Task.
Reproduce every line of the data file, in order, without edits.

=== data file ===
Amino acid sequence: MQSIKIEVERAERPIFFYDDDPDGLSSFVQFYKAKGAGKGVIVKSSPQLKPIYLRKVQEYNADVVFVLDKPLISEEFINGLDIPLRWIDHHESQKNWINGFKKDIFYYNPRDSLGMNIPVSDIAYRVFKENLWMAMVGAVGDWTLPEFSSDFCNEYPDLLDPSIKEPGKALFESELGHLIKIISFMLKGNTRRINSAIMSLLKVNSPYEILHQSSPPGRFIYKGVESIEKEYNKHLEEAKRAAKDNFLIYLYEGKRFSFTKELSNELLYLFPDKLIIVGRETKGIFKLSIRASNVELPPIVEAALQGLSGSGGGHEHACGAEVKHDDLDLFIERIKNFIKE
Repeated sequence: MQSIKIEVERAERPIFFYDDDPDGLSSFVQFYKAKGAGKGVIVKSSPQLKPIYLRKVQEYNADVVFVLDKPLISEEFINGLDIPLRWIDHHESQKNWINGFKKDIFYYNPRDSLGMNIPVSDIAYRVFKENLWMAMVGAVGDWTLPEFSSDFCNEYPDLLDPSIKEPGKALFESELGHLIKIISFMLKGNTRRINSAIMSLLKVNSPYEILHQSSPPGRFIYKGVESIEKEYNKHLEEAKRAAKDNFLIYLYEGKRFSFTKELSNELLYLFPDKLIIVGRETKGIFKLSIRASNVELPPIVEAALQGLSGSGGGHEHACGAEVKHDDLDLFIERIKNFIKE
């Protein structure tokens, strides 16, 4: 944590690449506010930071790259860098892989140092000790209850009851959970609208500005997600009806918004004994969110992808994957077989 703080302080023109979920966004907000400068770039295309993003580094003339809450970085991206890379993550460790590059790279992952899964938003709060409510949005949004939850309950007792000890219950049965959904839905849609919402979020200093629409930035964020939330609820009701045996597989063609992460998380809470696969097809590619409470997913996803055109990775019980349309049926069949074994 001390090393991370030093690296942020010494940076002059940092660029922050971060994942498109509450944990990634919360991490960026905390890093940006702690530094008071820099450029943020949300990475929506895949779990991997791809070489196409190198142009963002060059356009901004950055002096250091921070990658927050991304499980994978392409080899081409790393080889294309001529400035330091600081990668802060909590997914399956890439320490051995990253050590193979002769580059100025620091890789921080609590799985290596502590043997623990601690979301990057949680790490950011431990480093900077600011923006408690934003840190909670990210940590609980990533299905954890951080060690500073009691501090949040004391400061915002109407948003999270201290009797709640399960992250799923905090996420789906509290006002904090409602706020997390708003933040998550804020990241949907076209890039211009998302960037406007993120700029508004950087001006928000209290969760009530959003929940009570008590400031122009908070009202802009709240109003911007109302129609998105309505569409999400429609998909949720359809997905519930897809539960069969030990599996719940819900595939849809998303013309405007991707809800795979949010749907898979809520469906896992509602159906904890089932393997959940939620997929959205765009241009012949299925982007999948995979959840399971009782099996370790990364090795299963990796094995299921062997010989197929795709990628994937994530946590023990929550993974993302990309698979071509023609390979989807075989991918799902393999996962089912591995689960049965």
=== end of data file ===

Amino acid sequence: MQSIKIEVERAERPIFFYDDDPDGLSSFVQFYKAKGAGKGVIVKSSPQLKPIYLRKVQEYNADVVFVLDKPLISEEFINGLDIPLRWIDHHESQKNWINGFKKDIFYYNPRDSLGMNIPVSDIAYRVFKENLWMAMVGAVGDWTLPEFSSDFCNEYPDLLDPSIKEPGKALFESELGHLIKIISFMLKGNTRRINSAIMSLLKVNSPYEILHQSSPPGRFIYKGVESIEKEYNKHLEEAKRAAKDNFLIYLYEGKRFSFTKELSNELLYLFPDKLIIVGRETKGIFKLSIRASNVELPPIVEAALQGLSGSGGGHEHACGAEVKHDDLDLFIERIKNFIKE
Repeated sequence: MQSIKIEVERAERPIFFYDDDPDGLSSFVQFYKAKGAGKGVIVKSSPQLKPIYLRKVQEYNADVVFVLDKPLISEEFINGLDIPLRWIDHHESQKNWINGFKKDIFYYNPRDSLGMNIPVSDIAYRVFKENLWMAMVGAVGDWTLPEFSSDFCNEYPDLLDPSIKEPGKALFESELGHLIKIISFMLKGNTRRINSAIMSLLKVNSPYEILHQSSPPGRFIYKGVESIEKEYNKHLEEAKRAAKDNFLIYLYEGKRFSFTKELSNELLYLFPDKLIIVGRETKGIFKLSIRASNVELPPIVEAALQGLSGSGGGHEHACGAEVKHDDLDLFIERIKNFIKE
């Protein structure tokens, strides 16, 4: 944590690449506010930071790259860098892989140092000790209850009851959970609208500005997600009806918004004994969110992808994957077989 703080302080023109979920966004907000400068770039295309993003580094003339809450970085991206890379993550460790590059790279992952899964938003709060409510949005949004939850309950007792000890219950049965959904839905849609919402979020200093629409930035964020939330609820009701045996597989063609992460998380809470696969097809590619409470997913996803055109990775019980349309049926069949074994 001390090393991370030093690296942020010494940076002059940092660029922050971060994942498109509450944990990634919360991490960026905390890093940006702690530094008071820099450029943020949300990475929506895949779990991997791809070489196409190198142009963002060059356009901004950055002096250091921070990658927050991304499980994978392409080899081409790393080889294309001529400035330091600081990668802060909590997914399956890439320490051995990253050590193979002769580059100025620091890789921080609590799985290596502590043997623990601690979301990057949680790490950011431990480093900077600011923006408690934003840190909670990210940590609980990533299905954890951080060690500073009691501090949040004391400061915002109407948003999270201290009797709640399960992250799923905090996420789906509290006002904090409602706020997390708003933040998550804020990241949907076209890039211009998302960037406007993120700029508004950087001006928000209290969760009530959003929940009570008590400031122009908070009202802009709240109003911007109302129609998105309505569409999400429609998909949720359809997905519930897809539960069969030990599996719940819900595939849809998303013309405007991707809800795979949010749907898979809520469906896992509602159906904890089932393997959940939620997929959205765009241009012949299925982007999948995979959840399971009782099996370790990364090795299963990796094995299921062997010989197929795709990628994937994530946590023990929550993974993302990309698979071509023609390979989807075989991918799902393999996962089912591995689960049965």